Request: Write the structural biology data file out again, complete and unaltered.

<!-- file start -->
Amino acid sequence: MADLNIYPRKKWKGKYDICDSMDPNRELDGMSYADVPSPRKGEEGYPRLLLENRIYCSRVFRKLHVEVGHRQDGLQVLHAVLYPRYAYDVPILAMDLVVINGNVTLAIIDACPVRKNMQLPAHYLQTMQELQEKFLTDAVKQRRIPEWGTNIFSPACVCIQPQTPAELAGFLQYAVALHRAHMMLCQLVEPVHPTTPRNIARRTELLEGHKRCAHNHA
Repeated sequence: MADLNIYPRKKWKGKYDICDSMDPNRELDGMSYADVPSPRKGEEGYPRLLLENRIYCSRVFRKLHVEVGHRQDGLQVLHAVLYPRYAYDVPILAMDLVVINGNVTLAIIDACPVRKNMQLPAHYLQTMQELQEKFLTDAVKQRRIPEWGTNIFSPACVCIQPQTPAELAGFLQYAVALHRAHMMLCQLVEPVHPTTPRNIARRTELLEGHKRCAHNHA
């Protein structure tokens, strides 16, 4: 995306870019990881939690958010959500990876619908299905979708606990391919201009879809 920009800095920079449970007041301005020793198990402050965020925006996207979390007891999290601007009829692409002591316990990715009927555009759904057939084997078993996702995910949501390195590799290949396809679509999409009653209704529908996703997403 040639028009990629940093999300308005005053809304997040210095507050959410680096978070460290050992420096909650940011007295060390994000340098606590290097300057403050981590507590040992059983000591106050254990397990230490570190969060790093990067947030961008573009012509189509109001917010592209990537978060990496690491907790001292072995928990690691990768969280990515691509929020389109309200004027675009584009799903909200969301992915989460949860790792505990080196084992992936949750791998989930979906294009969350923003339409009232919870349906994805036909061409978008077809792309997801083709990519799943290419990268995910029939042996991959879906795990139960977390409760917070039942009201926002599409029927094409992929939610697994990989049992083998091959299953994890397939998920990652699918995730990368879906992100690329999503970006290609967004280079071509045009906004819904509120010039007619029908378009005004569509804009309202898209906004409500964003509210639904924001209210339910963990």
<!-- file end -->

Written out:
Amino acid sequence: MADLNIYPRKKWKGKYDICDSMDPNRELDGMSYADVPSPRKGEEGYPRLLLENRIYCSRVFRKLHVEVGHRQDGLQVLHAVLYPRYAYDVPILAMDLVVINGNVTLAIIDACPVRKNMQLPAHYLQTMQELQEKFLTDAVKQRRIPEWGTNIFSPACVCIQPQTPAELAGFLQYAVALHRAHMMLCQLVEPVHPTTPRNIARRTELLEGHKRCAHNHA
Repeated sequence: MADLNIYPRKKWKGKYDICDSMDPNRELDGMSYADVPSPRKGEEGYPRLLLENRIYCSRVFRKLHVEVGHRQDGLQVLHAVLYPRYAYDVPILAMDLVVINGNVTLAIIDACPVRKNMQLPAHYLQTMQELQEKFLTDAVKQRRIPEWGTNIFSPACVCIQPQTPAELAGFLQYAVALHRAHMMLCQLVEPVHPTTPRNIARRTELLEGHKRCAHNHA
């Protein structure tokens, strides 16, 4: 995306870019990881939690958010959500990876619908299905979708606990391919201009879809 920009800095920079449970007041301005020793198990402050965020925006996207979390007891999290601007009829692409002591316990990715009927555009759904057939084997078993996702995910949501390195590799290949396809679509999409009653209704529908996703997403 040639028009990629940093999300308005005053809304997040210095507050959410680096978070460290050992420096909650940011007295060390994000340098606590290097300057403050981590507590040992059983000591106050254990397990230490570190969060790093990067947030961008573009012509189509109001917010592209990537978060990496690491907790001292072995928990690691990768969280990515691509929020389109309200004027675009584009799903909200969301992915989460949860790792505990080196084992992936949750791998989930979906294009969350923003339409009232919870349906994805036909061409978008077809792309997801083709990519799943290419990268995910029939042996991959879906795990139960977390409760917070039942009201926002599409029927094409992929939610697994990989049992083998091959299953994890397939998920990652699918995730990368879906992100690329999503970006290609967004280079071509045009906004819904509120010039007619029908378009005004569509804009309202898209906004409500964003509210639904924001209210339910963990």